I think these programs are about trying to prevent terrorist actions that are basically unpreventable, or at least not totally preventable. And so in trying to prevent bad things from happening they've basically thrown the concept of "privacy" -- which legally is a murky concept anyway -- in the trash. And then I think they're also guilty of making the danger look more dangerous than it really is, to justify the existence of the programs. Any government initiative or program has a kind of evolutionary desire to continue existing... to present the conditions that make the program necessary as a reality.
Part of the problem is that the fear card is an effective one. I think the majority of people will give up privacy to get a little temporary safety if you prevent that as the choice, and given that this is a republic that's the system we have. For me though I don't think that's the actual choice we have. But as long as there's big money to be made in defense contracts the lobbyists will continue to be well paid, and given how easy it is to scare the public it's basically like stealing, in that it's exactly like stealing.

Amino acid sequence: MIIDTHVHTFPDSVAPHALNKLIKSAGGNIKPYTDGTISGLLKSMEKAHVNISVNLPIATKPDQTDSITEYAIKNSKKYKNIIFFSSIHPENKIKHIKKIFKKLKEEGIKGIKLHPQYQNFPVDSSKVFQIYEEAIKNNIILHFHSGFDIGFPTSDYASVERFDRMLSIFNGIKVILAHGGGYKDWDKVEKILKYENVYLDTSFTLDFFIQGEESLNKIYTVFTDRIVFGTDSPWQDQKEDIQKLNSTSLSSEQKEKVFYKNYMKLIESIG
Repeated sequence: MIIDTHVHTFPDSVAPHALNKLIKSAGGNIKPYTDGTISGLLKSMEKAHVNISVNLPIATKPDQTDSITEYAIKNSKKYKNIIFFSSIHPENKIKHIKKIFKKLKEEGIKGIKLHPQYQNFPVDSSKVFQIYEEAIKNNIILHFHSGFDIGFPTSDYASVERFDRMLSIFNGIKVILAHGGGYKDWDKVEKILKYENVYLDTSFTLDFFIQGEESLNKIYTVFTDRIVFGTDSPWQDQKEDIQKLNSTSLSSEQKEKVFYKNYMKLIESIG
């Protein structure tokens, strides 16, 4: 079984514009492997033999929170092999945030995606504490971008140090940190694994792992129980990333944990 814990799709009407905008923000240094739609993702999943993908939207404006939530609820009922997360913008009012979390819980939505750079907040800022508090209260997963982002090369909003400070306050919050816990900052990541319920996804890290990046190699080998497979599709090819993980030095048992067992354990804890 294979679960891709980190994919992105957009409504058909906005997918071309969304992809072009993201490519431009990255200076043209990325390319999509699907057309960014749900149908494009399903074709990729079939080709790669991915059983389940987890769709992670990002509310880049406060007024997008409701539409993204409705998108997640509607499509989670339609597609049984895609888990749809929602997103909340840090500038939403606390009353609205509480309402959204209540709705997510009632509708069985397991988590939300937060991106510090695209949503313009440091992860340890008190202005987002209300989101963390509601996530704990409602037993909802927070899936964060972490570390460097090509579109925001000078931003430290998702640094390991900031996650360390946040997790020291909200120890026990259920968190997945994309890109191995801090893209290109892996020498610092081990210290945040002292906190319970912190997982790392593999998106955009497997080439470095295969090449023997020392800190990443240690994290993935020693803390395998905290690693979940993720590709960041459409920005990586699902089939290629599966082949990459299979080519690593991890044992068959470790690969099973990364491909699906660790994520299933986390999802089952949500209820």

The communist metaphor that Locke I think brought up is exactly the right one. National defense organizes itself best around a definable enemy, and as long as the enemy is scary it hardly matters who or what it is. All you need is to be able to say "there's the bad guy, killing him is the reason we need 11 aircraft carrier groups when no other country has more than one". The substance of the enemy is as irrelevant as the substance of one of Alfred Hitchcock's famous MacGuffins.
Remember, remember, the 5th of November The Gunpowder Treason and plot; I see of no reason why Gunpowder Treason Should ever be forgot.
"Politics is the Art of Looking for Trouble, Finding it Everywhere, Diagnosing it Incorrectly, and Applying the Wrong Remedies"